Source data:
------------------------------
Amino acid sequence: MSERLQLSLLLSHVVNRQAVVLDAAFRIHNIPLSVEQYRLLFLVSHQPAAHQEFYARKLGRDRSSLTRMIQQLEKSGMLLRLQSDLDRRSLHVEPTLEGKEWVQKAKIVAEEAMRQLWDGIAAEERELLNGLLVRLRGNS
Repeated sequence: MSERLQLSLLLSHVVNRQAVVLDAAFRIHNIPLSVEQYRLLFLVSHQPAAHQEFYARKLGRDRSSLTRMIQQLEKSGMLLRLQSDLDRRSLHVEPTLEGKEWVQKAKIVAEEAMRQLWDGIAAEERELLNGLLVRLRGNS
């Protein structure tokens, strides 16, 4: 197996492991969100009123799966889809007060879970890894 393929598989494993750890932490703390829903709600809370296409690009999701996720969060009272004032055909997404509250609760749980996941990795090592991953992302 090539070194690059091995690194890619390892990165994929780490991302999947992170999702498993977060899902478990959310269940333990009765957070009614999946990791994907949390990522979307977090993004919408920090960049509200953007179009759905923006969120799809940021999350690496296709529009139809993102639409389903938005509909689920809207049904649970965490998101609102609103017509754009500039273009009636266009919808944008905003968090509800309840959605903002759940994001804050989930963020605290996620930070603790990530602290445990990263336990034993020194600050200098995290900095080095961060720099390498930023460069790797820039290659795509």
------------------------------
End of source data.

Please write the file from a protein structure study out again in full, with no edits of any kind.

Amino acid sequence: MSERLQLSLLLSHVVNRQAVVLDAAFRIHNIPLSVEQYRLLFLVSHQPAAHQEFYARKLGRDRSSLTRMIQQLEKSGMLLRLQSDLDRRSLHVEPTLEGKEWVQKAKIVAEEAMRQLWDGIAAEERELLNGLLVRLRGNS
Repeated sequence: MSERLQLSLLLSHVVNRQAVVLDAAFRIHNIPLSVEQYRLLFLVSHQPAAHQEFYARKLGRDRSSLTRMIQQLEKSGMLLRLQSDLDRRSLHVEPTLEGKEWVQKAKIVAEEAMRQLWDGIAAEERELLNGLLVRLRGNS
């Protein structure tokens, strides 16, 4: 197996492991969100009123799966889809007060879970890894 393929598989494993750890932490703390829903709600809370296409690009999701996720969060009272004032055909997404509250609760749980996941990795090592991953992302 090539070194690059091995690194890619390892990165994929780490991302999947992170999702498993977060899902478990959310269940333990009765957070009614999946990791994907949390990522979307977090993004919408920090960049509200953007179009759905923006969120799809940021999350690496296709529009139809993102639409389903938005509909689920809207049904649970965490998101609102609103017509754009500039273009009636266009919808944008905003968090509800309840959605903002759940994001804050989930963020605290996620930070603790990530602290445990990263336990034993020194600050200098995290900095080095961060720099390498930023460069790797820039290659795509």